How much is that t-shirt in the Browser Window
This is the second post in a series on accessibility from Shopify UX’s team. We’re publishing posts every two weeks. You can check out the introduction here.
One thing that can turn a shopping experience frustrating is not being able to find the price of something. We’ve all had to do that awkward hunt around a store for an employee to do a price scan. Online, I’ve personally rage-quit countless purchases because I couldn’t find the price anywhere on the product page — we shouldn’t have to put something into a cart just to find out its cost (especially if it’s more expensive than we expected).
Pricing is one of the most important elements in any ecommerce design, but its ubiquity can make it easy to overlook when considering your designs. This is especially true when you start considering accessibility. I’d like to explore some of the issues that can arise looking at prices online and how they can impact accessibility. The techniques and ideas I encountered trying to make prices more accessible in our Shopify themes helped make pricing clearer for everyone.
Our tester chuckled, “Well, I guess that was the price? I hope I’m paying the lower one!”
My journey began during a user-testing session we performed at Shopify. We asked a non-sighted accessibility expert who relies entirely on screen readers and other assistive technologies to navigate the web (such as braille displays) to audit some of our designs. We tasked the tester with finding a T-shirt in one of our demo stores.
In hindsight, I was overconfident about how we handled prices in our themes. We hadn’t broken any of the basic rules of accessibility in our visual layout or markup. We didn’t rely on color alone to indicate state, and our contrast was pretty good (sidebar: I definitely recommend you read Ryan’s article on color contrast if you haven’t yet; it’s a key part of building accessible prices!).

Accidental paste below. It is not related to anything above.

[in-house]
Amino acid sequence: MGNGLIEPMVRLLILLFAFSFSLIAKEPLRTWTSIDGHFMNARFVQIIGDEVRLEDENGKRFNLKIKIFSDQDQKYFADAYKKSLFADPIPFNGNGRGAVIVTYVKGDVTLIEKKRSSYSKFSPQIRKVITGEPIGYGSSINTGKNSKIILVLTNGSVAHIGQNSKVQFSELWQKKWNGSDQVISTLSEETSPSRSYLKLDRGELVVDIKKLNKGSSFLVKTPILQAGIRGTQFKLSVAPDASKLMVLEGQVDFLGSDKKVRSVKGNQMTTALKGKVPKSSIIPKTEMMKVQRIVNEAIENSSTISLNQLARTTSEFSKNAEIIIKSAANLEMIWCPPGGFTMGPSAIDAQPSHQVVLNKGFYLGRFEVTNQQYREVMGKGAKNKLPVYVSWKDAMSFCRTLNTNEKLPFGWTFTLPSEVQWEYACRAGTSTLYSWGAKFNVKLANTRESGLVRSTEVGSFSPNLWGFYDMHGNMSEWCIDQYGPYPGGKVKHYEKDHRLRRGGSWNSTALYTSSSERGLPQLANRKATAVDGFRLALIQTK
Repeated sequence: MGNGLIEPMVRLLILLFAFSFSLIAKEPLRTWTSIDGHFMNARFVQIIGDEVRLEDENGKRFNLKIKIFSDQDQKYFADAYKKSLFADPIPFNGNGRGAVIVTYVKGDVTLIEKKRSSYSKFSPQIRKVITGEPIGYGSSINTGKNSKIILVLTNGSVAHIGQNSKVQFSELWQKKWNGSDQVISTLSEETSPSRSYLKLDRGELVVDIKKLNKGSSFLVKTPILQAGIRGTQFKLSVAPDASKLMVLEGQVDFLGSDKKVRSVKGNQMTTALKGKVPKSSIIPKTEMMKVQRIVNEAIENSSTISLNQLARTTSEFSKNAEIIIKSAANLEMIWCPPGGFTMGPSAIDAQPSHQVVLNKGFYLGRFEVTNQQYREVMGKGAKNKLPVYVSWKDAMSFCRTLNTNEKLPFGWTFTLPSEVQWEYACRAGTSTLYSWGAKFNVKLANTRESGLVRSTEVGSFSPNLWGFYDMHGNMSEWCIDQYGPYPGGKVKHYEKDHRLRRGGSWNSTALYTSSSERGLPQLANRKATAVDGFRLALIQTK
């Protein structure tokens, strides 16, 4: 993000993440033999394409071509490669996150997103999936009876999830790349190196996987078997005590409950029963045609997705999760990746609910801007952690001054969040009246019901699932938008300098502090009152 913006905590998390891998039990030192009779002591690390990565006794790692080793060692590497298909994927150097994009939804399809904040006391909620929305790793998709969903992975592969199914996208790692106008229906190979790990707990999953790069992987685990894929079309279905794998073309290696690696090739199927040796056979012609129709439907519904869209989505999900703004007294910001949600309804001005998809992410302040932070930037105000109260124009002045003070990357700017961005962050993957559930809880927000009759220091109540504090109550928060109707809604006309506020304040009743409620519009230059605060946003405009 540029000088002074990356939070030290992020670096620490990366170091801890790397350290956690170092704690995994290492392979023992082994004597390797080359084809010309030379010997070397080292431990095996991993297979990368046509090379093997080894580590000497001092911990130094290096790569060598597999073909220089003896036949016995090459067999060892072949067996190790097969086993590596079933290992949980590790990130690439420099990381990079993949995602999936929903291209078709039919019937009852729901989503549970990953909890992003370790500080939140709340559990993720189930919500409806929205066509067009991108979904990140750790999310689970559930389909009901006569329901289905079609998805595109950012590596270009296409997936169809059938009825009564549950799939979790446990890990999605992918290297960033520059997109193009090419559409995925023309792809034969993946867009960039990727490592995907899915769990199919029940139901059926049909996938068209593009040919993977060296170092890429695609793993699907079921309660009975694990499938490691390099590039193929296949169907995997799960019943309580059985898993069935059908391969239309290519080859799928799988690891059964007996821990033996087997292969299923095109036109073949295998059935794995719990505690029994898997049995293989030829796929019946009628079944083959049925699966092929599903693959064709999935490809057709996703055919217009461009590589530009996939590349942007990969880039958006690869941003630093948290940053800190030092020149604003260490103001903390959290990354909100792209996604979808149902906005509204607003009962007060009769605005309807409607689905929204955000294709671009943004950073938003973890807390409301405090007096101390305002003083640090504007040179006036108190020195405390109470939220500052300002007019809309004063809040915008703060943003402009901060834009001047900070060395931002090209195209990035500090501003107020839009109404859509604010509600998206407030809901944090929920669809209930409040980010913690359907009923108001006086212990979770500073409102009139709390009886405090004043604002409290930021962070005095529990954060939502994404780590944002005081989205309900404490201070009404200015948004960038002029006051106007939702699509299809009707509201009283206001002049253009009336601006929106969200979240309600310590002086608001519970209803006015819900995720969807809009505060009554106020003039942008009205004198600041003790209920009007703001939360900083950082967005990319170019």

Our tester navigated to our product page without issues (hurray!) but things went downhill once he reached the pricing and product descriptions for a T-shirt he liked. When his screen reader read my supposedly accessible prices, its robotic voice spewed out: “Standard Henley 100 dollars 50 dollars.” The tester chuckled, “Well, I guess that was the price? I hope I’m paying the lower one!” and moved along. I was blown away. I’d already tested that page using a screen reader and never noticed a problem with the way the numbers were being announced to the user. I was still seeing the content from a sighted users perspective and listening for obvious mistakes.
When we created our checklist for making our themes accessible, we overlooked a few important questions at the core of what our design was trying to achieve. When building things, we weren’t considering the user or asking questions on their behalf. We needed to question the intentions of the designs themselves.
We needed to answer questions like:
- If I’m color blind, can I tell the difference between the prices?
- If there are two prices, is it clear whether it’s the sale price or possibly the price for a different size or color?
- If I use a screen reader, can I tell the difference between the sale price and the regular price?
How to Build Better Prices
There are a number of things that can make a price hard to understand. Here’s what we’ll be covering in the rest of the article:
What are our goals?
- Help people understand what price they’ll be paying
- Make sure they understand the relationship between the prices they see and the product they’re looking at
What can make prices accessible:
- Easy-to-understand visual layouts
- Removing extra HTML markup that confounds screen readers
- Not exclusively relying on visual cues to differentiate between the regular and sale prices
Some unexpected gotchas:
- How to handle cents and currencies in an accessible way
- How to deal with sale pricing
We’ll use some examples from Shopify themes to demonstrate how to fix these. Let’s start with a baseline: what I like to think of as the platonic form of pricing. It’s got everything you might want in a price and is very effective in its simplicity.
The layout is clear. Only one price is visible, and it’s in a different color to help distinguish it from the product copy. For a visitor using a screen reader, the price would be obvious. However, things can get complicated pretty quickly.